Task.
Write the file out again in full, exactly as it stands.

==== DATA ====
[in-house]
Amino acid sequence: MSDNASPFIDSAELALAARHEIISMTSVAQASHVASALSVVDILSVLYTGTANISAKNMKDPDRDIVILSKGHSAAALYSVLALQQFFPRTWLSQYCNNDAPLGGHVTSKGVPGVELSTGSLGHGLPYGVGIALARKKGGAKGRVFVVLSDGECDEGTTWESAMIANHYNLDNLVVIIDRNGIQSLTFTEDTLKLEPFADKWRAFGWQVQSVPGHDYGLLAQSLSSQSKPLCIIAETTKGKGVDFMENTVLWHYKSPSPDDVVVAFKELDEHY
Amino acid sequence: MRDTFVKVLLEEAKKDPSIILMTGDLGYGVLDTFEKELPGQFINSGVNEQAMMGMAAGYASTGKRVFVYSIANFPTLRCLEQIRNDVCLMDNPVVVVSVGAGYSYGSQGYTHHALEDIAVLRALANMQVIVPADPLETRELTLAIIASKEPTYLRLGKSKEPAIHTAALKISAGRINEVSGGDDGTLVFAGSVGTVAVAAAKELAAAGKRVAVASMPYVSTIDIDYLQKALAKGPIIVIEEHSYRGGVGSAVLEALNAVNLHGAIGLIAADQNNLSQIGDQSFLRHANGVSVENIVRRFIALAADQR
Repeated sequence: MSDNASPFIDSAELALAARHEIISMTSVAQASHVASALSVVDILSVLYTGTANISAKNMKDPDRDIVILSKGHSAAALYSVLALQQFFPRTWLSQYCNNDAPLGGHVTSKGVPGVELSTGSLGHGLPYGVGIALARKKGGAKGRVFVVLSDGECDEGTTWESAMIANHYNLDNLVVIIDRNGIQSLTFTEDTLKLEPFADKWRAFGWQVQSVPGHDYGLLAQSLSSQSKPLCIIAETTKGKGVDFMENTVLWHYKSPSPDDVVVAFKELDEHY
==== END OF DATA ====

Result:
[in-house]
Amino acid sequence: MSDNASPFIDSAELALAARHEIISMTSVAQASHVASALSVVDILSVLYTGTANISAKNMKDPDRDIVILSKGHSAAALYSVLALQQFFPRTWLSQYCNNDAPLGGHVTSKGVPGVELSTGSLGHGLPYGVGIALARKKGGAKGRVFVVLSDGECDEGTTWESAMIANHYNLDNLVVIIDRNGIQSLTFTEDTLKLEPFADKWRAFGWQVQSVPGHDYGLLAQSLSSQSKPLCIIAETTKGKGVDFMENTVLWHYKSPSPDDVVVAFKELDEHY
Amino acid sequence: MRDTFVKVLLEEAKKDPSIILMTGDLGYGVLDTFEKELPGQFINSGVNEQAMMGMAAGYASTGKRVFVYSIANFPTLRCLEQIRNDVCLMDNPVVVVSVGAGYSYGSQGYTHHALEDIAVLRALANMQVIVPADPLETRELTLAIIASKEPTYLRLGKSKEPAIHTAALKISAGRINEVSGGDDGTLVFAGSVGTVAVAAAKELAAAGKRVAVASMPYVSTIDIDYLQKALAKGPIIVIEEHSYRGGVGSAVLEALNAVNLHGAIGLIAADQNNLSQIGDQSFLRHANGVSVENIVRRFIALAADQR
Repeated sequence: MSDNASPFIDSAELALAARHEIISMTSVAQASHVASALSVVDILSVLYTGTANISAKNMKDPDRDIVILSKGHSAAALYSVLALQQFFPRTWLSQYCNNDAPLGGHVTSKGVPGVELSTGSLGHGLPYGVGIALARKKGGAKGRVFVVLSDGECDEGTTWESAMIANHYNLDNLVVIIDRNGIQSLTFTEDTLKLEPFADKWRAFGWQVQSVPGHDYGLLAQSLSSQSKPLCIIAETTKGKGVDFMENTVLWHYKSPSPDDVVVAFKELDEHY